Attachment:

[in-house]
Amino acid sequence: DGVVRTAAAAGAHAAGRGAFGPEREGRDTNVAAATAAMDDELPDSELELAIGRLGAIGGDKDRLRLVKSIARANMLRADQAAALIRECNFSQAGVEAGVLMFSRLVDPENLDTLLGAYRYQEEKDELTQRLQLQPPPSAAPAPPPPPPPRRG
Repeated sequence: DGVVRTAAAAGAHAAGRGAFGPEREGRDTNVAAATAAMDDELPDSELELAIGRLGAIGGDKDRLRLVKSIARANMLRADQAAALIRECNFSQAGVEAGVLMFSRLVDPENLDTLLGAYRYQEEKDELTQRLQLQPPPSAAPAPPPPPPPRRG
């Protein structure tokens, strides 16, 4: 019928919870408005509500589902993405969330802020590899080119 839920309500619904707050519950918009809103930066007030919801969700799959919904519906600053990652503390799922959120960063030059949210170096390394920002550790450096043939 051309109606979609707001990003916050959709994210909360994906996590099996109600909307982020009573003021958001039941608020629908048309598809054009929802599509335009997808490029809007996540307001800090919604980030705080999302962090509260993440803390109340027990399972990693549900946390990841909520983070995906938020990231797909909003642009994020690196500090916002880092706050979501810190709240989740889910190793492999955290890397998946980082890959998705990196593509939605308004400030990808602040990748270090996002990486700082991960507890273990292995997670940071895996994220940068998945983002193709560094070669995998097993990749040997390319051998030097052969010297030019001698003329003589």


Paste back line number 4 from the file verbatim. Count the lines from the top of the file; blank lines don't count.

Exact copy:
């Protein structure tokens, strides 16, 4: 019928919870408005509500589902993405969330802020590899080119 839920309500619904707050519950918009809103930066007030919801969700799959919904519906600053990652503390799922959120960063030059949210170096390394920002550790450096043939 051309109606979609707001990003916050959709994210909360994906996590099996109600909307982020009573003021958001039941608020629908048309598809054009929802599509335009997808490029809007996540307001800090919604980030705080999302962090509260993440803390109340027990399972990693549900946390990841909520983070995906938020990231797909909003642009994020690196500090916002880092706050979501810190709240989740889910190793492999955290890397998946980082890959998705990196593509939605308004400030990808602040990748270090996002990486700082991960507890273990292995997670940071895996994220940068998945983002193709560094070669995998097993990749040997390319051998030097052969010297030019001698003329003589």